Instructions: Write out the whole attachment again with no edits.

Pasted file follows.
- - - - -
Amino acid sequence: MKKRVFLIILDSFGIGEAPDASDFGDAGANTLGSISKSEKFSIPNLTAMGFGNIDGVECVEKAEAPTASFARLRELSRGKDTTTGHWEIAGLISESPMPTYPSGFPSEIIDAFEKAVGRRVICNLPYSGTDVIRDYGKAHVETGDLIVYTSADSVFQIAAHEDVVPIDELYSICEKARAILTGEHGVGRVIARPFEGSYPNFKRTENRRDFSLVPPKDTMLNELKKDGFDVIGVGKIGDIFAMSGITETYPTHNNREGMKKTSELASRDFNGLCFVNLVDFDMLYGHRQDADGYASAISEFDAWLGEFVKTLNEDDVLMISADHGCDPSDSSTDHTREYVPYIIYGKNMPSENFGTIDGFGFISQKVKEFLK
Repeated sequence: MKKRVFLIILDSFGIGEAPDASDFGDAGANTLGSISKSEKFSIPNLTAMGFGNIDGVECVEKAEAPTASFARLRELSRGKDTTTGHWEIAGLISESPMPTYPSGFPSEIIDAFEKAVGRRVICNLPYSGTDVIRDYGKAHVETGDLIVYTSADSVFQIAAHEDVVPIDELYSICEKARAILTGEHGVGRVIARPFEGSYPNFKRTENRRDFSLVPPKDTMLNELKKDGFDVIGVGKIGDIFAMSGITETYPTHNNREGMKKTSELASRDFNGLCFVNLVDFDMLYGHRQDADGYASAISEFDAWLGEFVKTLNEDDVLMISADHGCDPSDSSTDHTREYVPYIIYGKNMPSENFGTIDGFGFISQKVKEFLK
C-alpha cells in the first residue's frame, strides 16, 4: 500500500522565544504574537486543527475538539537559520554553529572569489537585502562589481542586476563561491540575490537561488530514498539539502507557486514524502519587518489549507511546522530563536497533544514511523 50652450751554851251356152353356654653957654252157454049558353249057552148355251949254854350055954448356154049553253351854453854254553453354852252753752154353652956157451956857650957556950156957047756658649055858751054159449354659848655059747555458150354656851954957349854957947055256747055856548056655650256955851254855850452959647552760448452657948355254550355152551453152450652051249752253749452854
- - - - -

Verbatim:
Amino acid sequence: MKKRVFLIILDSFGIGEAPDASDFGDAGANTLGSISKSEKFSIPNLTAMGFGNIDGVECVEKAEAPTASFARLRELSRGKDTTTGHWEIAGLISESPMPTYPSGFPSEIIDAFEKAVGRRVICNLPYSGTDVIRDYGKAHVETGDLIVYTSADSVFQIAAHEDVVPIDELYSICEKARAILTGEHGVGRVIARPFEGSYPNFKRTENRRDFSLVPPKDTMLNELKKDGFDVIGVGKIGDIFAMSGITETYPTHNNREGMKKTSELASRDFNGLCFVNLVDFDMLYGHRQDADGYASAISEFDAWLGEFVKTLNEDDVLMISADHGCDPSDSSTDHTREYVPYIIYGKNMPSENFGTIDGFGFISQKVKEFLK
Repeated sequence: MKKRVFLIILDSFGIGEAPDASDFGDAGANTLGSISKSEKFSIPNLTAMGFGNIDGVECVEKAEAPTASFARLRELSRGKDTTTGHWEIAGLISESPMPTYPSGFPSEIIDAFEKAVGRRVICNLPYSGTDVIRDYGKAHVETGDLIVYTSADSVFQIAAHEDVVPIDELYSICEKARAILTGEHGVGRVIARPFEGSYPNFKRTENRRDFSLVPPKDTMLNELKKDGFDVIGVGKIGDIFAMSGITETYPTHNNREGMKKTSELASRDFNGLCFVNLVDFDMLYGHRQDADGYASAISEFDAWLGEFVKTLNEDDVLMISADHGCDPSDSSTDHTREYVPYIIYGKNMPSENFGTIDGFGFISQKVKEFLK
C-alpha cells in the first residue's frame, strides 16, 4: 500500500522565544504574537486543527475538539537559520554553529572569489537585502562589481542586476563561491540575490537561488530514498539539502507557486514524502519587518489549507511546522530563536497533544514511523 50652450751554851251356152353356654653957654252157454049558353249057552148355251949254854350055954448356154049553253351854453854254553453354852252753752154353652956157451956857650957556950156957047756658649055858751054159449354659848655059747555458150354656851954957349854957947055256747055856548056655650256955851254855850452959647552760448452657948355254550355152551453152450652051249752253749452854